Publishers should be idea advocates

rain ruined by (Tres) descamarado
rain ruined by (Tres) "descamarado"

I attended my second BookExpo America last Friday — walking the main floor, talking to several exhibitors and attendees, checking out a couple of panels, hanging out at the #beattweetup later that night — and came away with an odd sense of deja vu. It reminded me a bit of the last National Poetry Slam I attended as more than a spectator, in Seattle back in 2001, which had literally been hit by an earthquake a few months prior, and although the show went on, the metaphorical fault lines that run through the slam community, locally and nationally, were on the verge of erupting.

(NOTE: Do fault lines erupt or emerge?)

While the overall energy on the floor seemed positive, and most of the people I spoke with were upbeat, I wonder how much of that was an effect of shellshock and/or lowered expectations? Sort of like when Sarah Palin didn’t pull out a rifle and shoot Joe Biden during the Vice-Presidential debate, it was a declared a victory for her.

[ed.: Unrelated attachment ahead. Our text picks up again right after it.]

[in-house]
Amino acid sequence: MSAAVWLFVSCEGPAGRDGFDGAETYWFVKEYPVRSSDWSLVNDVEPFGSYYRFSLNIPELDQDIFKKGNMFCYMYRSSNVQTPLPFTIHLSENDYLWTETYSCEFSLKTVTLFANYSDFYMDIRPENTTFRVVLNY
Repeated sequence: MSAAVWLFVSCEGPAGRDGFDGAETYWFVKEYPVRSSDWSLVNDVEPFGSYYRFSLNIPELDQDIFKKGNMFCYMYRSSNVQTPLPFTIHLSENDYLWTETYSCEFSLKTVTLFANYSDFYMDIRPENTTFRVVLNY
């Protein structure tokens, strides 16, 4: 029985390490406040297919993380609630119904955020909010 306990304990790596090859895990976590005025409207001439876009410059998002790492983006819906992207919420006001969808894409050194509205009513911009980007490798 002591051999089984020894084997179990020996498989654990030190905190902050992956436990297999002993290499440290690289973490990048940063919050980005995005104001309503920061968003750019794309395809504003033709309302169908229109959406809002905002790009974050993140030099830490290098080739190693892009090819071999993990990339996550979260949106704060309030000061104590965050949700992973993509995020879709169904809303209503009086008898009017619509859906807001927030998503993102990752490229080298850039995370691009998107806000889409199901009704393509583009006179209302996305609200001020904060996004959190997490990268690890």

Having had a few days to digest things, and filtered somewhat through the broader lens of the Conversational Marketing Summit I attended earlier this week (thoughts on that to come soon here), here are my five key takeaways from #BEA09:

  1. 1) Traditional publishers still hold the keys to the kingdom, but it’s a diminished kingdom that’s no longer the only civilized or most appealing place to live. Dictatorships don’t scale, but Democracy has its own inherent problems and contradictions. Internet-driven disintermediation means, in theory, that anyone can be a publisher, but content and contex are still important.
  2. 2) Print-on-Demand and ebooks go hand-in-hand, and whomever best nails the integration of the two will win. Booksurge/CreateSpace/Amazon has the edge over Author Solutions, Lulu, SmashWords and Blurb, but Google getting into the mix could be a major game-changer. Side note: the Espresso Book Machine 2.0 is huge, literally, and is going to have a limited impact as long as its footprint is so big.
  3. 3) Will the “almighty algorithm” be allowed to affect what is written and published, eliminating personal insight and instinct from the process? Is there a limit to the alleged “wisdom of the crowds”? Is Google publishing’s Skynet?